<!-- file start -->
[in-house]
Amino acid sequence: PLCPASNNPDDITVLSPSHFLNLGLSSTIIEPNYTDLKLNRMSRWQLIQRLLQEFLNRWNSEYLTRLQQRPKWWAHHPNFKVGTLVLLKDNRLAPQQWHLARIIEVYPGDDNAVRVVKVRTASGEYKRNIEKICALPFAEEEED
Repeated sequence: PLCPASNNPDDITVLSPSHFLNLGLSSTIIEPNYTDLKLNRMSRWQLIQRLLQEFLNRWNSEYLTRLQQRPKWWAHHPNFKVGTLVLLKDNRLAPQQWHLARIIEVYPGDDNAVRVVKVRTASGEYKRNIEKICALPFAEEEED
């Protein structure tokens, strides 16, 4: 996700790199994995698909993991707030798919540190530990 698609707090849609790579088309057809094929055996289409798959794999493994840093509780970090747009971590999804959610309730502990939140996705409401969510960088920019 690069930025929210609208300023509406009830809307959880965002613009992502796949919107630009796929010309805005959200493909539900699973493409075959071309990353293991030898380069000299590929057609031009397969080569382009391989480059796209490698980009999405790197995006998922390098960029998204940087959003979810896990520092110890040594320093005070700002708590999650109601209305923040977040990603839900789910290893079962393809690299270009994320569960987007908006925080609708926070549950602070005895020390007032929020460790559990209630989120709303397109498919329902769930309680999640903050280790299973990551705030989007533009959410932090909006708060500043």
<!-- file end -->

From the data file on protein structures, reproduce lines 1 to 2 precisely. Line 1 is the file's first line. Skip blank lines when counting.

[in-house]
Amino acid sequence: PLCPASNNPDDITVLSPSHFLNLGLSSTIIEPNYTDLKLNRMSRWQLIQRLLQEFLNRWNSEYLTRLQQRPKWWAHHPNFKVGTLVLLKDNRLAPQQWHLARIIEVYPGDDNAVRVVKVRTASGEYKRNIEKICALPFAEEEED